What is it?
Giant Hogweed is a biennial or perennial plant, flowering only once in its lifetime and reproducing only by seed. Plants forming rosettes to 1m high the first year; in the second year, either sending up a flowering stem, or remaining vegetative and producing a very large rosette of huge leaves, these including their petioles, up to 2m high, and flowering in the third year. As it goes through these stages, its' appearance changes (see photos below).
Giant Hogweed grows for 3-5 years and 4-5 metres tall before flowering. Flowering occurs from June to August, at which point the seeds are released. Once the seeds are released the plant dies. Seeds are dispersed by wind, water and humans, and can survive in the soil for 7 years. Each plant can release between 20,000 to 100,000 seeds, resulting in high rates of spread.
Where does it grow?
Giant Hogweed grows in moist environments, generally near streams, lakes and ponds.
Why is it dangerous?
Giant Hogweed competes with native species for light, and can change the composition and reduce the diversity of native plant communities.
Giant hogweed contains a clear, watery, toxic sap. When this comes into contact with human skin it reacts with sunlight which results in severe burns on the skin within 15 minutes of exposure. The burns are extremely painful as evidenced in the photos below.
The sap is also carcinogenic and teratogenic, meaning it can cause cancer and birth defects. If the sap gets in your eye, the chemical in it can singe the cornea and cause temporary or permanent blindness.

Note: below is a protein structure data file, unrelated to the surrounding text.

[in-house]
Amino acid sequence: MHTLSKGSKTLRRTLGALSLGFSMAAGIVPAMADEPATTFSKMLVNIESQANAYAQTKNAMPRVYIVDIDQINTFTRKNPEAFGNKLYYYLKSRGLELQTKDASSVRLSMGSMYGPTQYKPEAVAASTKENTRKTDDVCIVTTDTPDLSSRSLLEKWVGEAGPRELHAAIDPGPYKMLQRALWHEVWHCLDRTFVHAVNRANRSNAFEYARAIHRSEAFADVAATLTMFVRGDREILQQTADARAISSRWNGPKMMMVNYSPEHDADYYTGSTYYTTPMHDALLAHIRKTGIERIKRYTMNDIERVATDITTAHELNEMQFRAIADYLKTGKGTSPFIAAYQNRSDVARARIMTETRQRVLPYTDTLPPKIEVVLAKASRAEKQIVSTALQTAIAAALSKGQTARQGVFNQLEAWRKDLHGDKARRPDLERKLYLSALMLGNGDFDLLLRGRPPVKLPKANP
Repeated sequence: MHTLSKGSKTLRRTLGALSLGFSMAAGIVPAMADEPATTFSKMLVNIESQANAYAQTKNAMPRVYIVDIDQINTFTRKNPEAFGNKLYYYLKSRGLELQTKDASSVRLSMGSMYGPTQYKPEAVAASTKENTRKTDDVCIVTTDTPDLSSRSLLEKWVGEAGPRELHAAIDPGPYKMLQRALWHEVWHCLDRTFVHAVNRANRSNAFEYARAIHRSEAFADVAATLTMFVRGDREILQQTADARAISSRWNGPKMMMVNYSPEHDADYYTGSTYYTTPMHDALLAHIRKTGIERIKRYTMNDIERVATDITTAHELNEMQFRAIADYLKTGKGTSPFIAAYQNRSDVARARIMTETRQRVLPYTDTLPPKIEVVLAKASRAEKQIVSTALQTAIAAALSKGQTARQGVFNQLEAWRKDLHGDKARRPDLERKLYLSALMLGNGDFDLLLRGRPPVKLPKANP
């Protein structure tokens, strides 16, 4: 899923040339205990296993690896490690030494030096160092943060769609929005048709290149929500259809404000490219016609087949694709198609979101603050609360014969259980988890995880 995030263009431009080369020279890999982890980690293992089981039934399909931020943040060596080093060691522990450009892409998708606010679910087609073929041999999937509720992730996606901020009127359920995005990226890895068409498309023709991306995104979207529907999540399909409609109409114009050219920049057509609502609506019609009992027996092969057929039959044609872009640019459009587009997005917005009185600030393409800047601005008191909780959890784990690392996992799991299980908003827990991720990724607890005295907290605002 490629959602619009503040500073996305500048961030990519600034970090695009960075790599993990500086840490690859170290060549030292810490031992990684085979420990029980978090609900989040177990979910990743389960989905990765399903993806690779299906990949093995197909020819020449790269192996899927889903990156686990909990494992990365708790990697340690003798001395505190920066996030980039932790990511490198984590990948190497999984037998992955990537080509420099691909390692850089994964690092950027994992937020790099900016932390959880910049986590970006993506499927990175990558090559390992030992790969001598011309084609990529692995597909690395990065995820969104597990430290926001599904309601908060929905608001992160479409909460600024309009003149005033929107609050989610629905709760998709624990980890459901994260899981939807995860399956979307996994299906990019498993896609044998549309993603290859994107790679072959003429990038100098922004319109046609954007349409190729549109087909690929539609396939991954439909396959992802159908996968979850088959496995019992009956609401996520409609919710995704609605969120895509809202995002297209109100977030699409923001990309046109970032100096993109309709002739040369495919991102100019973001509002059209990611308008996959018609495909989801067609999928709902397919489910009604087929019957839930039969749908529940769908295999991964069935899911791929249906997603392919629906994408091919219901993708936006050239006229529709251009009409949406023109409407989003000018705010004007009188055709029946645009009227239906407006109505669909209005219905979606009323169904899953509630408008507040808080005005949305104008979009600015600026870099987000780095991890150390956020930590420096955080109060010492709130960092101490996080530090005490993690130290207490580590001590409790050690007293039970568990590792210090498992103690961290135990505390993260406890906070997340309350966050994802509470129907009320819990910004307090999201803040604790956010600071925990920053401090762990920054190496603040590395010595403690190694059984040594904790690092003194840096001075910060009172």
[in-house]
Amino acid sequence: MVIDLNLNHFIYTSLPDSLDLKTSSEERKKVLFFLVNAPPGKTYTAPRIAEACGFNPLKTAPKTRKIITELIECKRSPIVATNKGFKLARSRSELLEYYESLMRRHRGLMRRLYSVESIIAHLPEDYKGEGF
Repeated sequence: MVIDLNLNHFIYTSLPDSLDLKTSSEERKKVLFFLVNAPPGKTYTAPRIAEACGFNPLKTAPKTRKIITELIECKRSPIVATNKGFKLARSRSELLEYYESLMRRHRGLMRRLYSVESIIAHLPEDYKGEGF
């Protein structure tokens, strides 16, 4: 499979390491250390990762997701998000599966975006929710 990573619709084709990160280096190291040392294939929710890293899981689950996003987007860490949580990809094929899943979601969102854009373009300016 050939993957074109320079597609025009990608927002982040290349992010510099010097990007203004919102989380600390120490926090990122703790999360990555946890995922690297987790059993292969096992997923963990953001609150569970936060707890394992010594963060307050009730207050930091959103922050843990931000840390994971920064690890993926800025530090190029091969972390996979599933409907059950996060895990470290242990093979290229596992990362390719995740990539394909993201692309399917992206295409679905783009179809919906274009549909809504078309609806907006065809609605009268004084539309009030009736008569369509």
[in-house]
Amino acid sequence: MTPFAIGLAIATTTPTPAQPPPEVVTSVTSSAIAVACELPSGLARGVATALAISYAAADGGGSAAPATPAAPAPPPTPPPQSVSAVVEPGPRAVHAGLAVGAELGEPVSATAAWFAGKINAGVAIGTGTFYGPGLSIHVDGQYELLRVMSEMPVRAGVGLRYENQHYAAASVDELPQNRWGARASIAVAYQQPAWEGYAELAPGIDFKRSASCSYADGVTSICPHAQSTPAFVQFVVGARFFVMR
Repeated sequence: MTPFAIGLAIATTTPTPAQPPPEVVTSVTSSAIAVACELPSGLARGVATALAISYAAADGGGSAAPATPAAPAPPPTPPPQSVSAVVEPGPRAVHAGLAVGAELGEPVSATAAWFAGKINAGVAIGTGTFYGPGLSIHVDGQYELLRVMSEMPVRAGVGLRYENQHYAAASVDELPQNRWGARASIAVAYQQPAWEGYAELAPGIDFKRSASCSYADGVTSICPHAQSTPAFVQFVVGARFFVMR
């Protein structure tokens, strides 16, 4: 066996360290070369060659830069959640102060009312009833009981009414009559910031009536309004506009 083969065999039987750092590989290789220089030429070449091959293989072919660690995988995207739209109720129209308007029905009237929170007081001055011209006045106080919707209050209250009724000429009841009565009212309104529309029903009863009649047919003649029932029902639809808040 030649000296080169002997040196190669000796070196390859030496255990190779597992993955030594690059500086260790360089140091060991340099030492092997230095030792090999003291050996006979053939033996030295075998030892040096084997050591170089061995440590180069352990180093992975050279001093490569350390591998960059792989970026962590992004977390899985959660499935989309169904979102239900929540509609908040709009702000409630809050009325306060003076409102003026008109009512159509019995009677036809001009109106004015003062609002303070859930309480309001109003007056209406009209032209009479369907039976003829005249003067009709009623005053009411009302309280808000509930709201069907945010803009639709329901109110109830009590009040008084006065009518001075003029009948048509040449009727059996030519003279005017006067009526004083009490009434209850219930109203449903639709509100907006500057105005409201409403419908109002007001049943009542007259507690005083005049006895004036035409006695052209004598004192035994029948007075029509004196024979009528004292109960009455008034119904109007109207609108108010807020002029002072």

What is the District of Muskoka doing about it?
On May 26th, Moose FM reported that the "Township of Muskoka Lakes is doing what it can to protect residents from the dangers of Hogweed. At a special council meeting last week, council directed staff to take action to eliminate Giant Hogweed from public land. This includes the use of pesticides and warning signage in known areas. The resolution will now go to District Council, where councillor Brad Burgess will ask to speak to members about undertaking a similar resolution district wide." Stay tuned...
What should you do if you find giant hogweed?
- DO NOT touch the plant!
- DO NOT try and control the plant yourself; contact a pest control expert or your town/municipality
- Report your sighting to the Invading Species Awareness Program
- Keep children and pets away from the plant
- Help stop the spread of invasive plants of all kinds by removing seeds, fluff, plant material from your clothing, shoes, pets, and bikes before leaving a natural area.
- Should you touch Giant Hogweed, wash the affected area immediately with soap and cool water. Avoid sunlight and seek medical attention.
Giant Hogweed has a similar appearance to a few other common plants in Muskoka:
More Information and Photos
- Ontario Weeds website
- Invading Species
- Another Muskokan blogging about Hogweed
- Toronto Region Conservation Authority fact sheet
- Ontario Ministry of Agriculture, Food, and Rural Affairs fact sheet